President Trump issued a new executive order last week that mandated sanctions on Supreme Leader Ali Khamenei, the Supreme Leader’s Office, and several categories of related entities and individuals. The president’s order points toward the imposition of sanctions on key components of Khamenei’s massive business empire that have so far escaped sanctions.
Khamenei controls at least $200 billion of assets through three foundations: the Execution of Imam Khomeini’s Order (EIKO), the Mostazafan Foundation, and the Razavi Economic Organization, the business arm of Astan Quds Razavi. These tax-exempt organizations have amassed wealth via corrupt practices such as the confiscation of dissidents’ properties. Their proceeds fund repression inside Iran and terrorism abroad.
The U.S. has never designated Mostazafan and Razavi. The Obama administration designated EIKO in 2013 but lifted those sanctions as part of the 2015 nuclear deal, formally known as the Joint Comprehensive Plan of Action (JCPOA). This delisting of EIKO occurred despite the fact that its original listing had nothing to do with Iran’s nuclear program, the purported reason for the nuclear deal. The Trump administration relisted EIKO pursuant to its May 2018 withdrawal from the JCPOA.
Sanctions will have a substantial impact on Khamenei’s business empire because it depends on foreign partners to acquire resources and technology. It therefore relies on the international financial system to transfer funds into and out of Iran, and on bilateral trade to exchange goods.
Following the implementation of the JCPOA, Mostazafan and South Korea’s Daewoo signed a $1.5 billion preliminary deal to build a major highway in Iran, with help from a Chinese corporation. Mostazafan subsidiary North Drilling Company also signed a memorandum of understanding with Altea Resources, a French engineering firm. EIKO-controlled Bahman Geno Co. signed a $10 billion deal to build refineries with Daewoo and Hyundai, yet there is no sign the deal is going forward since the re-listing of EIKO.
Companies within the supreme leader’s orbit also export goods while importing the materials necessary to produce goods for the Iranian market. From March 2017 to March 2018, Mostazafan-controlled firms exported close to €700 million of goods to 56 countries. The foundation estimates that these exports comprised 10 percent of the revenue it earned selling manufactured goods, suggesting total sales of close to €7 billion. EIKO and Razavi have not released similar numbers, but Razavi’s reports indicate a robust and growing export operation. For its part, EIKO owns firms in export-oriented sectors such as oil products and petrochemicals.
Khamenei’s business empire is active in the service sector, too, from telecommunications to banking and tourism. EIKO and Mostazafan have a monopoly over the telecom sector in Iran via ownership of Telecommunication Company of Iran, Mobile Telecommunication Company of Iran, and Irancell. Mostazafan owns Sina Bank, which is already under U.S. sanctions, and EIKO-controlled companies are major shareholders of the already-designated Parsian and Karafarin banks. Mostazafan and Razavi have a significant share of the tourism industry in Iran via ownership of major hotel chains.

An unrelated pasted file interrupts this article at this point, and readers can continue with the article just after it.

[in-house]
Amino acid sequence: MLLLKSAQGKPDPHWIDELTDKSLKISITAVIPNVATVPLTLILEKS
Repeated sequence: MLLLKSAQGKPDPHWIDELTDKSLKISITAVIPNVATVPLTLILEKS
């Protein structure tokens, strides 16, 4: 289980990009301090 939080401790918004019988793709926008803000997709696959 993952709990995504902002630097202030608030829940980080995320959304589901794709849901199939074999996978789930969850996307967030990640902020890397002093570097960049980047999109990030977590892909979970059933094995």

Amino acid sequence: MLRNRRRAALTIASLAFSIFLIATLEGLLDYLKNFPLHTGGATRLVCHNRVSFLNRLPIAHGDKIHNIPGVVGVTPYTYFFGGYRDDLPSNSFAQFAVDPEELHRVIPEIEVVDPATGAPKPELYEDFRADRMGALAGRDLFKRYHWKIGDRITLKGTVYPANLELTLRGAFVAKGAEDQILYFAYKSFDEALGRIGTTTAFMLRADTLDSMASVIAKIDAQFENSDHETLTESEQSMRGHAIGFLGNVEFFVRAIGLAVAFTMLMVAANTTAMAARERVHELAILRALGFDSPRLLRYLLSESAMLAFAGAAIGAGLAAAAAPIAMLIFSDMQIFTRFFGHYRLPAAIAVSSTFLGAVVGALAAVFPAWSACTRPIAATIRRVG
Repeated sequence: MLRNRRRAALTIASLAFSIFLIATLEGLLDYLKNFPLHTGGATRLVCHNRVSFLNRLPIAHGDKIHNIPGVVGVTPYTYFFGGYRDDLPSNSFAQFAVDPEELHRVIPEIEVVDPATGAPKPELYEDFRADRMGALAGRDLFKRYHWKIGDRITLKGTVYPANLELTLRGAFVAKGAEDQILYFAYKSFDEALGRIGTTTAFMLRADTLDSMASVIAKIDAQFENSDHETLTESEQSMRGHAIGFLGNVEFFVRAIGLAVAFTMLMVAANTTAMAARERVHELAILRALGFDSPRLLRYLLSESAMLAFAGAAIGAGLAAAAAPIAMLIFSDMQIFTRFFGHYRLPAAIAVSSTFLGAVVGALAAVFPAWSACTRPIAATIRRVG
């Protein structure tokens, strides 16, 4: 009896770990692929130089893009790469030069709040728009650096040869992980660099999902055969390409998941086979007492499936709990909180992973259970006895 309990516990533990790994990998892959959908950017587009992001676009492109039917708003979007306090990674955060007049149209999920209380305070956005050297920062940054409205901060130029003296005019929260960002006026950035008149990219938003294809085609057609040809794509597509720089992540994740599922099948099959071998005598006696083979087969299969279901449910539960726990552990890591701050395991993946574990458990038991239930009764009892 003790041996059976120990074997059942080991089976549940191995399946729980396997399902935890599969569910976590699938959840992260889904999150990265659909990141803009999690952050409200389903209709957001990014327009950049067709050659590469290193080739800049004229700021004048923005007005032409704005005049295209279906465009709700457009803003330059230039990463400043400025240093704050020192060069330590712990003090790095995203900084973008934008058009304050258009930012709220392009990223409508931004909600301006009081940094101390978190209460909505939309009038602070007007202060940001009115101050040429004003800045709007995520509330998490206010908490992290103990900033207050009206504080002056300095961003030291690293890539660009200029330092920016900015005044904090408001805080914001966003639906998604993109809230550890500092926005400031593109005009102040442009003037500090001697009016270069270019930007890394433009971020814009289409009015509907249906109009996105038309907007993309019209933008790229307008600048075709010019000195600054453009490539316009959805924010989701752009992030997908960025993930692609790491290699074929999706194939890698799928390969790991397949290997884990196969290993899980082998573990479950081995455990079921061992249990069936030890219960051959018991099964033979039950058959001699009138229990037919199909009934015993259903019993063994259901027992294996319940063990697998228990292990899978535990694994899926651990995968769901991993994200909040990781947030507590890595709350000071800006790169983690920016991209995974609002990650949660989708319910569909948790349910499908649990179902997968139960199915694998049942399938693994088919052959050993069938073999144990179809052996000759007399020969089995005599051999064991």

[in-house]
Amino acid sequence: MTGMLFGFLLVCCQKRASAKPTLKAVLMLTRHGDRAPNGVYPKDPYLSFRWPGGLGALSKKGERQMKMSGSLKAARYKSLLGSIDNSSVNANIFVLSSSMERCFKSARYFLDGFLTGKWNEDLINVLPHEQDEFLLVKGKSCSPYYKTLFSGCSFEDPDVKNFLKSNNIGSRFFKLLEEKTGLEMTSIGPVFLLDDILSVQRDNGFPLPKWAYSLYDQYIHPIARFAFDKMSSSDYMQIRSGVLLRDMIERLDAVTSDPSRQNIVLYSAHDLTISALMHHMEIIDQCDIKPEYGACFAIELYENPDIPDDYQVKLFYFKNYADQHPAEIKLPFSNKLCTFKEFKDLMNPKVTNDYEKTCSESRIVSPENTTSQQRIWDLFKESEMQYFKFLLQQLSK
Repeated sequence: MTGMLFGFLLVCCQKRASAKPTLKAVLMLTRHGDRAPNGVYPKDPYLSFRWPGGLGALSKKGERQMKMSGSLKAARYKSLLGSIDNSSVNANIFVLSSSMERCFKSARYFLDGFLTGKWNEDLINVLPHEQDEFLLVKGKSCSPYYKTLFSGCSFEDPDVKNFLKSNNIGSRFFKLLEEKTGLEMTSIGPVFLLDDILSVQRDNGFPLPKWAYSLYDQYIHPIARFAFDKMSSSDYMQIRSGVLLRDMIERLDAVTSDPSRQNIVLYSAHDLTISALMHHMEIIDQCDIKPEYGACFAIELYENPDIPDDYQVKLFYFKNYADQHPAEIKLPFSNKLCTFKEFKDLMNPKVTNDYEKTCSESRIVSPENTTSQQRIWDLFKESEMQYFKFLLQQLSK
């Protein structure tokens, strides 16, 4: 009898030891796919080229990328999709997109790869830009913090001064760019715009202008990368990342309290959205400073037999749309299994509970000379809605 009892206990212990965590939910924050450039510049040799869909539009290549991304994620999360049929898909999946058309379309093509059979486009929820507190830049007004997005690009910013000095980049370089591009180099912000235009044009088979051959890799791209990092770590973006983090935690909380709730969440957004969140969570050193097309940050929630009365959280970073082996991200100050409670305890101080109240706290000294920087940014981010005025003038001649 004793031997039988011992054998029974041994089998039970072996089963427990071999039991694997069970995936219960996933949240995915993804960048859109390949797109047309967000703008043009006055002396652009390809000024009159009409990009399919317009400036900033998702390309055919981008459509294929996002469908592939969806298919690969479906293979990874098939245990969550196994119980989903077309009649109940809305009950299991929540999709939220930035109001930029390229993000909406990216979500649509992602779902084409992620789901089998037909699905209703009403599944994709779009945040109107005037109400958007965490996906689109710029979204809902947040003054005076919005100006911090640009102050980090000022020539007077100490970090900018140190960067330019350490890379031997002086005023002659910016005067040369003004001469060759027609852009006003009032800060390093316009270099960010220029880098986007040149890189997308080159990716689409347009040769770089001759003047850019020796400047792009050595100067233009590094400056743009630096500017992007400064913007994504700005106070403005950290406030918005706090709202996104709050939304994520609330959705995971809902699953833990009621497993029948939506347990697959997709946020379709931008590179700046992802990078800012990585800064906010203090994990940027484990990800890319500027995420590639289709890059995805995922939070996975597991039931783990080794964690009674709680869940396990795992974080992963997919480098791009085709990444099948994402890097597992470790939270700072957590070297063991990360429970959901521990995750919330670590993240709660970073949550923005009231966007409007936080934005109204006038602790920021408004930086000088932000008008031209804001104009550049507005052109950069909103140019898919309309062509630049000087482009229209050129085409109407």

Khamenei’s business empire also has a presence outside Iran. Mostazafan owns the Iranian Club, a luxury resort in Dubai. In 2013, Treasury sanctioned a chain of EIKO-owned companies based in the UAE, South Africa, and Germany for their role in Tehran’s proliferation network.
The next logical step toward maximum pressure on Tehran is to designate the Mostazafan Foundation and Razavi Organization, along with their subsidiaries and related entities. Together, these targets have an estimated value of at least $100 billion. Trump’s order also calls for sanctions on the executives and board members who run the supreme leader’s empire. Designating them will help prevent sanctioned entities from reemerging under new names.
Some senior Obama administration officials argue that the new sanctions are purely symbolic or outright useless. The facts show otherwise. If enforced, the new sanctions will cost Tehran billions at a time when the regime is already struggling to deal with a deep recession, spiraling inflation, a debilitated currency, and the loss of its oil exports.
Mark Dubowitz is the chief executive officer for the Foundation for Defense of Democracies, where Saeed Ghasseminejad is senior Iran and financial economics advisor. Both contribute to FDD’s Center on Economic and Financial Power (CEFP). Follow Mark on Twitter @mdubowitz and Saeed @SGhasseminejad. Follow FDD at @FDD and @FDD_CEFP. FDD is a Washington-based nonpartisan research institute focusing on national security and foreign policy.